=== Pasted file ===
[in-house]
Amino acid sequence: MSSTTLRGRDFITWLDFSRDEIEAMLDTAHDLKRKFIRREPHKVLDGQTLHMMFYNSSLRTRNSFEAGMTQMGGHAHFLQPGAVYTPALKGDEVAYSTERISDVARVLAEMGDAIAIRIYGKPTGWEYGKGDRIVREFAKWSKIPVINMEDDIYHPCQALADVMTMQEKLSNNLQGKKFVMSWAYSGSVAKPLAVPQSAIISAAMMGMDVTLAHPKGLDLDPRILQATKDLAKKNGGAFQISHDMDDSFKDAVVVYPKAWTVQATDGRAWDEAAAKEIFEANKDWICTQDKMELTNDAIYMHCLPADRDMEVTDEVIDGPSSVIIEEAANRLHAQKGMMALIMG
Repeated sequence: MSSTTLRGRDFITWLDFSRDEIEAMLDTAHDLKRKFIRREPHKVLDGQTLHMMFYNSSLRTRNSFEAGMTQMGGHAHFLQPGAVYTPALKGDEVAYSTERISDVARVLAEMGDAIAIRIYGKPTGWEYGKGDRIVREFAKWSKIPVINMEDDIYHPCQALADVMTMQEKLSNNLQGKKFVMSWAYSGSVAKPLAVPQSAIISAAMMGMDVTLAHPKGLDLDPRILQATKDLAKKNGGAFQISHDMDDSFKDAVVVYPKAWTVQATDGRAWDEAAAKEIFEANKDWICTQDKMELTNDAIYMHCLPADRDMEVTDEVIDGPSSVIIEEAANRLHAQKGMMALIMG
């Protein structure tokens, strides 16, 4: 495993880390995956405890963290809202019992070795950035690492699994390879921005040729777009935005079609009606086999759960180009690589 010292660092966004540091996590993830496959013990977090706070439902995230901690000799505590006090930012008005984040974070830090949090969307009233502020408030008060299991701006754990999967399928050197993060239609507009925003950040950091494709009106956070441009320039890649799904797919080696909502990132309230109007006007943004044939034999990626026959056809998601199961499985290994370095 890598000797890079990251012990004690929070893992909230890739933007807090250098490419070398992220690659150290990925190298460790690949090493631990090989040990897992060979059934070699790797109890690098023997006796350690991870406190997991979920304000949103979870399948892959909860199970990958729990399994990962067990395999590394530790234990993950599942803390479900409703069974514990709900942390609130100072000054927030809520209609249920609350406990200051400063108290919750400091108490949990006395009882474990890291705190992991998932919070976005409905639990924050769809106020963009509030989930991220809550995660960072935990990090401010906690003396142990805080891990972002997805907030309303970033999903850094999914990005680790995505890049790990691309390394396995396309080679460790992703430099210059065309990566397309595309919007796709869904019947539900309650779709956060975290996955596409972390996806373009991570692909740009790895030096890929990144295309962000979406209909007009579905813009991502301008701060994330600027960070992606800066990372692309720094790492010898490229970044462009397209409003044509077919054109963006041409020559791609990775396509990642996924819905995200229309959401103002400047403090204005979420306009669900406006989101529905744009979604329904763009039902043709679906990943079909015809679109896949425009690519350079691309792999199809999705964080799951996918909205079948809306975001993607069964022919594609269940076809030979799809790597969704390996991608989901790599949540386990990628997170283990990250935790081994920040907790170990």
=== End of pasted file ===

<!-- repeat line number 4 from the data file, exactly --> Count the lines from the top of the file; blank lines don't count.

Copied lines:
């Protein structure tokens, strides 16, 4: 495993880390995956405890963290809202019992070795950035690492699994390879921005040729777009935005079609009606086999759960180009690589 010292660092966004540091996590993830496959013990977090706070439902995230901690000799505590006090930012008005984040974070830090949090969307009233502020408030008060299991701006754990999967399928050197993060239609507009925003950040950091494709009106956070441009320039890649799904797919080696909502990132309230109007006007943004044939034999990626026959056809998601199961499985290994370095 890598000797890079990251012990004690929070893992909230890739933007807090250098490419070398992220690659150290990925190298460790690949090493631990090989040990897992060979059934070699790797109890690098023997006796350690991870406190997991979920304000949103979870399948892959909860199970990958729990399994990962067990395999590394530790234990993950599942803390479900409703069974514990709900942390609130100072000054927030809520209609249920609350406990200051400063108290919750400091108490949990006395009882474990890291705190992991998932919070976005409905639990924050769809106020963009509030989930991220809550995660960072935990990090401010906690003396142990805080891990972002997805907030309303970033999903850094999914990005680790995505890049790990691309390394396995396309080679460790992703430099210059065309990566397309595309919007796709869904019947539900309650779709956060975290996955596409972390996806373009991570692909740009790895030096890929990144295309962000979406209909007009579905813009991502301008701060994330600027960070992606800066990372692309720094790492010898490229970044462009397209409003044509077919054109963006041409020559791609990775396509990642996924819905995200229309959401103002400047403090204005979420306009669900406006989101529905744009979604329904763009039902043709679906990943079909015809679109896949425009690519350079691309792999199809999705964080799951996918909205079948809306975001993607069964022919594609269940076809030979799809790597969704390996991608989901790599949540386990990628997170283990990250935790081994920040907790170990």